In mid-2019, I suffered from a mental health breakdown.
A number of factors converged all at once. I was in a seriously toxic employment situation (and job-hunting was proving fruitless), my body-image was at an all-time low, and, well, sometimes my brain just hates me. I held it together as best I could for as long as I could, but one morning in May, I found myself sobbing to a mental health nurse that I just couldn’t do it any more. If I didn’t get a break, I was a serious suicide risk. I was signed off work and for a few weeks, I was genuinely quite afraid of myself.
Depression is an insidious, evil fucker. It steals from you sneakily. It steals your joy, leaving you instead with the kind of bone-aching, mind-numbing sadness and emptiness that just makes you want to stop existing. It steals your energy, making you want to do nothing but sleep every moment of the day and night. It can steal your relationships, either by causing you to lash out at the people you love until they leave you, or by causing you to cut yourself off because you’re convinced everyone secretly hates you.
The other thing this latest bout of depression stole from me this year was my sexuality.
‘What happens when a woman who has built a career oversharing about the way she likes to fuck… stops wanting to fuck?’
I’ve always been a very sexual person. I have a high sex drive and my ideal quantity of sexual activity is several times per week with a partner, plus solo sex time. It took a while to shed my shame and appreciate this about myself, but for the past few years – and especially since I started writing about sex – it is a trait in myself I have valued highly. So when that all went away, I didn’t know what to do.
I mean, I’ve built up this entire persona as Amy Norton – sex blogger, kinky community organiser, dildo collector and filthbeast extraordinaire! What happens when a woman who has literally built a career off of oversharing about the ways she likes to fuck… stops wanting to fuck? At all?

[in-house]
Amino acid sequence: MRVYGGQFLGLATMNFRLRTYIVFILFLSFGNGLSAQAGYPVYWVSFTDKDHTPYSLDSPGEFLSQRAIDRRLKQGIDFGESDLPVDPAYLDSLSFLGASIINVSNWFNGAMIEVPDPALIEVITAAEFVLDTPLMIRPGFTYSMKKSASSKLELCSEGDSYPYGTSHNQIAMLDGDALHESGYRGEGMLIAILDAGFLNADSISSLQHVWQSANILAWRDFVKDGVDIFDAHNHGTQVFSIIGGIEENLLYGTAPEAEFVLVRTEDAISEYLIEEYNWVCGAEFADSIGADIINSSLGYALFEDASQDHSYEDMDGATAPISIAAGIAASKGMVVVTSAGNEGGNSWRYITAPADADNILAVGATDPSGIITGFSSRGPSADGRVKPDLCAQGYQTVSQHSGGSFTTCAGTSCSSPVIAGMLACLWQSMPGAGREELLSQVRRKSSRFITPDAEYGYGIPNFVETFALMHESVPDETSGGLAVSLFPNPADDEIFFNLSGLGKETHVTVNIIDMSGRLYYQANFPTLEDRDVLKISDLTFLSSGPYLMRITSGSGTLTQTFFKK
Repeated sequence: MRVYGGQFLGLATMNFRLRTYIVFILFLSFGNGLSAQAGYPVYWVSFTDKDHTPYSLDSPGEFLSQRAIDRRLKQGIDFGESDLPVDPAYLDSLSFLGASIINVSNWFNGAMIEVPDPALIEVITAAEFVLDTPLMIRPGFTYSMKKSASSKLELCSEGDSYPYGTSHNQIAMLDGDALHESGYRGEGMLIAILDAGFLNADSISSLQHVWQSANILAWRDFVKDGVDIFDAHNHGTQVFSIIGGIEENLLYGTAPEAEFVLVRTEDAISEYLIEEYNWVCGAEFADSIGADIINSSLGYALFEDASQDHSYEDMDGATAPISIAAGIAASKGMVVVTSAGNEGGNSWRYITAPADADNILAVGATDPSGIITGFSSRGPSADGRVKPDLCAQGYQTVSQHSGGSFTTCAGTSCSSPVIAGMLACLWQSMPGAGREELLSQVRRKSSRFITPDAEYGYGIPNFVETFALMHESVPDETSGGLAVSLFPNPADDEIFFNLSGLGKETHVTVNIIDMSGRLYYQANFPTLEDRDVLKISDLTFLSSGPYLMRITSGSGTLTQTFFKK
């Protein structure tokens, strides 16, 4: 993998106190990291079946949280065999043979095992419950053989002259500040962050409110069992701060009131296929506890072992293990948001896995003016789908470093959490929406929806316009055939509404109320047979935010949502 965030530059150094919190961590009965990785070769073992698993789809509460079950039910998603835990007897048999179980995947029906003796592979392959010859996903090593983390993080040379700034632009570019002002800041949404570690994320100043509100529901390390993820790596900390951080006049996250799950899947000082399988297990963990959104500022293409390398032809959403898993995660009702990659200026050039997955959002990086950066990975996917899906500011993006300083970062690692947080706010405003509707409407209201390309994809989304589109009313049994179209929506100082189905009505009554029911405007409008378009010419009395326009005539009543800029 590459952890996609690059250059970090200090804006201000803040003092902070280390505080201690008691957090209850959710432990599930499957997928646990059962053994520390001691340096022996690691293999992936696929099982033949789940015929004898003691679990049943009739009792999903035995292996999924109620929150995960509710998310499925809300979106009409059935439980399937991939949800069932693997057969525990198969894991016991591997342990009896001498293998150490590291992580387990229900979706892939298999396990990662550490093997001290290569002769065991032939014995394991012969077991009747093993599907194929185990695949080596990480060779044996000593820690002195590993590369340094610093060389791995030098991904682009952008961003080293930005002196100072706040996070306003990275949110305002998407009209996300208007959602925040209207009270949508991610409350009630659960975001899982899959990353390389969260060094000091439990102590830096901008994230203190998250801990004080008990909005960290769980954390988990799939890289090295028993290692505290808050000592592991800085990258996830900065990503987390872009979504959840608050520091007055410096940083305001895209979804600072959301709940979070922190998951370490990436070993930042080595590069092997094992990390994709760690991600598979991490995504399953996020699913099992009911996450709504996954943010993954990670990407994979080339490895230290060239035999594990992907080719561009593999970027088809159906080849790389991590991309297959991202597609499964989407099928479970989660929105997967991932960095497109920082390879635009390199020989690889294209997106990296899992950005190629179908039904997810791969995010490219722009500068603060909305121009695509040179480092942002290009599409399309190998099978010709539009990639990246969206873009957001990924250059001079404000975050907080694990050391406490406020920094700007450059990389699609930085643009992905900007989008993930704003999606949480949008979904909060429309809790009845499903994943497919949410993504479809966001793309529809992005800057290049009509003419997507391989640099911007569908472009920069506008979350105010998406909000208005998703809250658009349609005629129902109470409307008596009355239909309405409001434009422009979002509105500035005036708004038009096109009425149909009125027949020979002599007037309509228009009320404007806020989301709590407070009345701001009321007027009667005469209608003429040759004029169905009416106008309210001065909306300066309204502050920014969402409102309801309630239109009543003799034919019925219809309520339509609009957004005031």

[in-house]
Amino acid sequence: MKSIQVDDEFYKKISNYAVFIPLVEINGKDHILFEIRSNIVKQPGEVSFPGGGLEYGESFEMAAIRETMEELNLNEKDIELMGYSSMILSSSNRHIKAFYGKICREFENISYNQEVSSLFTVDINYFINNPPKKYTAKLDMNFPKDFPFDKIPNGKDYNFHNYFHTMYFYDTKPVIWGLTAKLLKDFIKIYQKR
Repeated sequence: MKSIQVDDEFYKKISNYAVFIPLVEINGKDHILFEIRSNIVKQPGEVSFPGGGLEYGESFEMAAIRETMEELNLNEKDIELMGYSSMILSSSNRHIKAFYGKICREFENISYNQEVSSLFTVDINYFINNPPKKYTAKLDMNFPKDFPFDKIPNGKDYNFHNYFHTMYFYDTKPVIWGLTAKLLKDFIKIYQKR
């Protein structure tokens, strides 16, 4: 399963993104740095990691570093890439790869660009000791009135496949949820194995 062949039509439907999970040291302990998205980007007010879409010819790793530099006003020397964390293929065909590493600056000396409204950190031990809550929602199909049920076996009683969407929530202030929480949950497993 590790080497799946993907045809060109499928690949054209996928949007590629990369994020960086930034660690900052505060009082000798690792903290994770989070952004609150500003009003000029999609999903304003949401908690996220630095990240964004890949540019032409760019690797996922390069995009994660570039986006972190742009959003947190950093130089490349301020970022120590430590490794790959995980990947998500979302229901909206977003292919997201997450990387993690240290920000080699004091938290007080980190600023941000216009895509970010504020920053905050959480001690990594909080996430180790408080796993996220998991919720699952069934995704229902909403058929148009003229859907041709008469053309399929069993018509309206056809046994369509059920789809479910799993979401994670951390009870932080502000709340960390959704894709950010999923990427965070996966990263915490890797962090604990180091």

I wrote very sparsely for several months of this year. From probably April to August I literally only wrote when I had to, because a client had already paid me or because someone whose product I had promised to review was hassling me to make good on it. My blog is about sexuality, after all and, thanks to depression, for a while I simply didn’t care if I never had sex again. Even on the rare occasions I did force myself to write something, I felt like a fraud. How could I advise others on sex when I would have happily completely forgotten that I even had genitals?
‘Pleasure felt like this alien thing that had existed in a former life’
I felt as though a part of myself had been cut away. Where my sex drive – my ability to connect with my body and with my partners’ bodies – had been, there was just this gaping black hole of nothing. I remember lying in bed by myself one night, unable to sleep, thinking how nice it would be to be able to masturbate as a means of drifting off to sleep… but feeling physically repulsed at the thought. Pleasure felt like this alien thing that had existed in a former life, but was now as inaccessible to me as the moon.